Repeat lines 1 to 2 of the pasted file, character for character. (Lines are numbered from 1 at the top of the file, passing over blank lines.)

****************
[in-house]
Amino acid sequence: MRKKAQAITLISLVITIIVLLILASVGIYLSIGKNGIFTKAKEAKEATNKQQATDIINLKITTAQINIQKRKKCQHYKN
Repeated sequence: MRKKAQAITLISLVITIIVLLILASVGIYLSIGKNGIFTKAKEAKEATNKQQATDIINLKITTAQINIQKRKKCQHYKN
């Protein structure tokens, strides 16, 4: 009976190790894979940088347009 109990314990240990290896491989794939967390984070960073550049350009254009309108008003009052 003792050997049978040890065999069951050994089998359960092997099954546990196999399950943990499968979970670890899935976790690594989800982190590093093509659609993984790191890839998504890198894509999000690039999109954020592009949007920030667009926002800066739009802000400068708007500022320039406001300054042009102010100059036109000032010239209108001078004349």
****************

[in-house]
Amino acid sequence: MRKKAQAITLISLVITIIVLLILASVGIYLSIGKNGIFTKAKEAKEATNKQQATDIINLKITTAQINIQKRKKCQHYKN